While news in recent years has focused on cardiovascular risks of some popular rheumatoid arthritis medications, a study published in Arthritis Research & Therapy suggests that people prescribed drugs to treat rheumatoid arthritis could actually be at reduced risk of heart attacks and strokes.
The study, of 4,363 patients from 48 sites in 15 countries, found that, when adjusted for age, sex, disease activity and traditional risk factors such as lack of exercise, smoking, diabetes and high cholesterols levels, risk correlated strongly with the use of drugs to treat RA. Taking methotrexate, for just one year for example was found to be associated with an 18 percent reduction in risk of heart attack and an 11 percent decrease in risk of stroke.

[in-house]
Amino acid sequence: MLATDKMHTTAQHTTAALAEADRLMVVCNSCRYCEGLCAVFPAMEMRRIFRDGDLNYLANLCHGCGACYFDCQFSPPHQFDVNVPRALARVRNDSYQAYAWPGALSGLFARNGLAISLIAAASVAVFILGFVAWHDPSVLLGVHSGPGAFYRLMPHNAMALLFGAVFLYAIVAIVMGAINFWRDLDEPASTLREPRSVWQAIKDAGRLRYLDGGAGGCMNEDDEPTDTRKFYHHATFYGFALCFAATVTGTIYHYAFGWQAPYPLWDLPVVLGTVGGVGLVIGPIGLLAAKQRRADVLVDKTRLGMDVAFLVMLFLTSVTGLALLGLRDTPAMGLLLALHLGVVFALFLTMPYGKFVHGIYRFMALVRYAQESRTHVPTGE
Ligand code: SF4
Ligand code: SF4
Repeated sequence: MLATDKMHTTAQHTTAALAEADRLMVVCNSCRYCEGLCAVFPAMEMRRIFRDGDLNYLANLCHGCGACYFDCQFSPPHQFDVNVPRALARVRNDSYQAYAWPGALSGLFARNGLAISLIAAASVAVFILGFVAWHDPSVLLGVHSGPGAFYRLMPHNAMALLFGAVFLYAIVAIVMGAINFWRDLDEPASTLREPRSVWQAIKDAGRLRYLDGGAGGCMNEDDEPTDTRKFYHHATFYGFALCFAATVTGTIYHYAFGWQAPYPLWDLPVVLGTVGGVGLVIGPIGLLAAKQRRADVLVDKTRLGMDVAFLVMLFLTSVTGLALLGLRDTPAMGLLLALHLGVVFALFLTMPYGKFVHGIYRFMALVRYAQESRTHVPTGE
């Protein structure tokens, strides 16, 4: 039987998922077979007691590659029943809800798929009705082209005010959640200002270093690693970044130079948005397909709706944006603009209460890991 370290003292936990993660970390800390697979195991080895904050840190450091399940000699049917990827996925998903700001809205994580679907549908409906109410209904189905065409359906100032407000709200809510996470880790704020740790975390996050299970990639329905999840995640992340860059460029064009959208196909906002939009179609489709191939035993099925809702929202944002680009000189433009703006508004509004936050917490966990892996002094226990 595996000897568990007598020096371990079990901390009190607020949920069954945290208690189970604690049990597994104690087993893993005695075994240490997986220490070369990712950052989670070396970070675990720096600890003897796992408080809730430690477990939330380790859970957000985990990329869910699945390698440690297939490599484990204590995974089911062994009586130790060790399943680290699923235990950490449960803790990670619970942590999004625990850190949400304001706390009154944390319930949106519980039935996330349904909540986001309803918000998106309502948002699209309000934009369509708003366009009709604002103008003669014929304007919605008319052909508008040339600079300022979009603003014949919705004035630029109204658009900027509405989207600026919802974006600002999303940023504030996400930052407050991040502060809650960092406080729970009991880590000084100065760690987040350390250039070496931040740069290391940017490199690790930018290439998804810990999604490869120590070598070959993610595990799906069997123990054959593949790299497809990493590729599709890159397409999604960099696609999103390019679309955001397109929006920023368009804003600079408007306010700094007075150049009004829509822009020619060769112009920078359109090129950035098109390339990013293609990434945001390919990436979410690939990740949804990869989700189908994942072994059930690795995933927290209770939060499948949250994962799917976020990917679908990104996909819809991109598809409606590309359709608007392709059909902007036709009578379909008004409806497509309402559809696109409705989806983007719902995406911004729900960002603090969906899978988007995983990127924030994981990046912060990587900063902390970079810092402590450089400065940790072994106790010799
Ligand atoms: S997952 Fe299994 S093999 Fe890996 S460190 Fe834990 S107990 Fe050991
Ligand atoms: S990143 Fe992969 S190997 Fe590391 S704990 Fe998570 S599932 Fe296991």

Rheumatoid arthritis is a known risk factor for hardening of the arteries and so can lead to stroke and heart attacks occurring in sufferers ten years earlier than in people without the condition. "Our study provides further support of the influence of both traditional and RA specific risk factors in the development of cardiovascular events, especially heart attack" the researchers conclude. "As assessed by this study, the risk was lower with the prolonged use of methotrexate, sulfasalazine, glucocorticoids, leflunomide and TNF-alpha blockers."